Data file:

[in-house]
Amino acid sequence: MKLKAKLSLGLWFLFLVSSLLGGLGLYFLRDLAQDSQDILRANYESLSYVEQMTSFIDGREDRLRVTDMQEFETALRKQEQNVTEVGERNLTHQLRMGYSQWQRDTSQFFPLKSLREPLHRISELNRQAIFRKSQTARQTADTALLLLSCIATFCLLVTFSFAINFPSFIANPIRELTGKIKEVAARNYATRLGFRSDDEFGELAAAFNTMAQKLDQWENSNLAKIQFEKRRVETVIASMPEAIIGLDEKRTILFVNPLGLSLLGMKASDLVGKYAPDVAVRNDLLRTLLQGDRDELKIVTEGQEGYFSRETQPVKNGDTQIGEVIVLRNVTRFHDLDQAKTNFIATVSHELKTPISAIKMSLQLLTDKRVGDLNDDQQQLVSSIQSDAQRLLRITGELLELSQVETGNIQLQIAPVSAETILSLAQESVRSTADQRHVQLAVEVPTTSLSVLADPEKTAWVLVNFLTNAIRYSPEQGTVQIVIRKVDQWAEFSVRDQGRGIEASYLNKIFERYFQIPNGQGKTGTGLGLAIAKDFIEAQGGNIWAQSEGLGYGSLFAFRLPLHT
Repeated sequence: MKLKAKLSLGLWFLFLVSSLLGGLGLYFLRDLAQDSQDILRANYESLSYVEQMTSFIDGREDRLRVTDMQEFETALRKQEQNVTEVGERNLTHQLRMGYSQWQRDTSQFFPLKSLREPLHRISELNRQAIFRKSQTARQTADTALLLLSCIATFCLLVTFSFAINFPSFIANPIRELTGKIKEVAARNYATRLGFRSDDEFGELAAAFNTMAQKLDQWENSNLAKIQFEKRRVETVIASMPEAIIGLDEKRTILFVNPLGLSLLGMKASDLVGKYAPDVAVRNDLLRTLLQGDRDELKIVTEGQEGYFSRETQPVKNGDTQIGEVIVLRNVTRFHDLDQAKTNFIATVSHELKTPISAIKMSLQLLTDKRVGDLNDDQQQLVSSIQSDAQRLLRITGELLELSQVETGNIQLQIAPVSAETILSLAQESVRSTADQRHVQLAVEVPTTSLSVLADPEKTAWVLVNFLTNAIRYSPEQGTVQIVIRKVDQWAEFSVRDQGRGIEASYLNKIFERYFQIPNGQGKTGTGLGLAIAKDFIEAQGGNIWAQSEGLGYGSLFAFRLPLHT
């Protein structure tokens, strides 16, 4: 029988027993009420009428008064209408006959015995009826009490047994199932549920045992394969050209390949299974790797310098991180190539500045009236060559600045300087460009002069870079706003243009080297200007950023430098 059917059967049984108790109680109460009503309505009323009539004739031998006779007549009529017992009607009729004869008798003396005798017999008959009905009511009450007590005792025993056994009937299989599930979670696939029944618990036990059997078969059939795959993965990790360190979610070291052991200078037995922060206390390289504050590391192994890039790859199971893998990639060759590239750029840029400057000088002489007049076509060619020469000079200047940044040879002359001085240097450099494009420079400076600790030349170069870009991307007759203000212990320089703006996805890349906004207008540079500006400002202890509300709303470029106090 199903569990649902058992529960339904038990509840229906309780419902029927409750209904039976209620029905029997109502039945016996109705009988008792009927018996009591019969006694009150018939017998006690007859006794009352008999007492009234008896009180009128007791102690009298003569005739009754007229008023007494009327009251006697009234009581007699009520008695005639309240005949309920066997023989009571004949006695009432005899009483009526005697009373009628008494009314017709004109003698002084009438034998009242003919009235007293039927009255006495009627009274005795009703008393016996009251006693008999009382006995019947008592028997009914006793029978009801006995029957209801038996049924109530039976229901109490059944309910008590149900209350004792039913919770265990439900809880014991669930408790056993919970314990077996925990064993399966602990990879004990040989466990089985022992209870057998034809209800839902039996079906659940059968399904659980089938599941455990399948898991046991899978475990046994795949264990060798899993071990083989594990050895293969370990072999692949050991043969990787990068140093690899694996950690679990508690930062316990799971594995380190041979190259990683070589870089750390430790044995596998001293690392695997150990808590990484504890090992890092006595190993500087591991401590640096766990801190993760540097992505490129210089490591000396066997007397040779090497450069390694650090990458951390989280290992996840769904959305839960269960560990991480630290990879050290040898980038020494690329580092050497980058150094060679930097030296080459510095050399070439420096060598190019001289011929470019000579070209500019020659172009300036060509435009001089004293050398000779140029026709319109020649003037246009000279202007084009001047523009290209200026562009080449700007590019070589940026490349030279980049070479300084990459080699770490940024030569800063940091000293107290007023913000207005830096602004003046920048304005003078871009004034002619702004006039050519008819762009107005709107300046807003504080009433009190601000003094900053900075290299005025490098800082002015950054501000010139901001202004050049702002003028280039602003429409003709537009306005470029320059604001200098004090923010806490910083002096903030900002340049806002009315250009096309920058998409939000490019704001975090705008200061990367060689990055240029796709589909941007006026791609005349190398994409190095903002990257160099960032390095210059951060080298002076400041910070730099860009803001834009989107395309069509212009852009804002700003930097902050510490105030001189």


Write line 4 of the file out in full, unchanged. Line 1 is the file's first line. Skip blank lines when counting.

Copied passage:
């Protein structure tokens, strides 16, 4: 029988027993009420009428008064209408006959015995009826009490047994199932549920045992394969050209390949299974790797310098991180190539500045009236060559600045300087460009002069870079706003243009080297200007950023430098 059917059967049984108790109680109460009503309505009323009539004739031998006779007549009529017992009607009729004869008798003396005798017999008959009905009511009450007590005792025993056994009937299989599930979670696939029944618990036990059997078969059939795959993965990790360190979610070291052991200078037995922060206390390289504050590391192994890039790859199971893998990639060759590239750029840029400057000088002489007049076509060619020469000079200047940044040879002359001085240097450099494009420079400076600790030349170069870009991307007759203000212990320089703006996805890349906004207008540079500006400002202890509300709303470029106090 199903569990649902058992529960339904038990509840229906309780419902029927409750209904039976209620029905029997109502039945016996109705009988008792009927018996009591019969006694009150018939017998006690007859006794009352008999007492009234008896009180009128007791102690009298003569005739009754007229008023007494009327009251006697009234009581007699009520008695005639309240005949309920066997023989009571004949006695009432005899009483009526005697009373009628008494009314017709004109003698002084009438034998009242003919009235007293039927009255006495009627009274005795009703008393016996009251006693008999009382006995019947008592028997009914006793029978009801006995029957209801038996049924109530039976229901109490059944309910008590149900209350004792039913919770265990439900809880014991669930408790056993919970314990077996925990064993399966602990990879004990040989466990089985022992209870057998034809209800839902039996079906659940059968399904659980089938599941455990399948898991046991899978475990046994795949264990060798899993071990083989594990050895293969370990072999692949050991043969990787990068140093690899694996950690679990508690930062316990799971594995380190041979190259990683070589870089750390430790044995596998001293690392695997150990808590990484504890090992890092006595190993500087591991401590640096766990801190993760540097992505490129210089490591000396066997007397040779090497450069390694650090990458951390989280290992996840769904959305839960269960560990991480630290990879050290040898980038020494690329580092050497980058150094060679930097030296080459510095050399070439420096060598190019001289011929470019000579070209500019020659172009300036060509435009001089004293050398000779140029026709319109020649003037246009000279202007084009001047523009290209200026562009080449700007590019070589940026490349030279980049070479300084990459080699770490940024030569800063940091000293107290007023913000207005830096602004003046920048304005003078871009004034002619702004006039050519008819762009107005709107300046807003504080009433009190601000003094900053900075290299005025490098800082002015950054501000010139901001202004050049702002003028280039602003429409003709537009306005470029320059604001200098004090923010806490910083002096903030900002340049806002009315250009096309920058998409939000490019704001975090705008200061990367060689990055240029796709589909941007006026791609005349190398994409190095903002990257160099960032390095210059951060080298002076400041910070730099860009803001834009989107395309069509212009852009804002700003930097902050510490105030001189």